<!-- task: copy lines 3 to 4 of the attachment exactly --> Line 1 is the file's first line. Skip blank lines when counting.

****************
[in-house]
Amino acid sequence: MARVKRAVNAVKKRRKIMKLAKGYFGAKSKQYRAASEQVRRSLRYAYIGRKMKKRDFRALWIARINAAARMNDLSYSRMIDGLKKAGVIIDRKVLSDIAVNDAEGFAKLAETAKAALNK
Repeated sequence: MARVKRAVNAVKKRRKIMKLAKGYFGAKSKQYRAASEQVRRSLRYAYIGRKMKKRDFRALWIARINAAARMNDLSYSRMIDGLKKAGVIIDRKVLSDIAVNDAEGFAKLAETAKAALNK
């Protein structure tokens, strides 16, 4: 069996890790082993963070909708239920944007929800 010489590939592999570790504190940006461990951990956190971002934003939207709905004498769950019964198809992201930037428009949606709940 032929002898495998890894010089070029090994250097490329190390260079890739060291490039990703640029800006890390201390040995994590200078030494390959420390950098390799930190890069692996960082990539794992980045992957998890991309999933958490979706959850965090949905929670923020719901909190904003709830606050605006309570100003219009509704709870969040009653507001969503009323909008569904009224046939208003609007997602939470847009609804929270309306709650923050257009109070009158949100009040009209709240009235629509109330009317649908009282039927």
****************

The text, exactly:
Repeated sequence: MARVKRAVNAVKKRRKIMKLAKGYFGAKSKQYRAASEQVRRSLRYAYIGRKMKKRDFRALWIARINAAARMNDLSYSRMIDGLKKAGVIIDRKVLSDIAVNDAEGFAKLAETAKAALNK
């Protein structure tokens, strides 16, 4: 069996890790082993963070909708239920944007929800 010489590939592999570790504190940006461990951990956190971002934003939207709905004498769950019964198809992201930037428009949606709940 032929002898495998890894010089070029090994250097490329190390260079890739060291490039990703640029800006890390201390040995994590200078030494390959420390950098390799930190890069692996960082990539794992980045992957998890991309999933958490979706959850965090949905929670923020719901909190904003709830606050605006309570100003219009509704709870969040009653507001969503009323909008569904009224046939208003609007997602939470847009609804929270309306709650923050257009109070009158949100009040009209709240009235629509109330009317649908009282039927």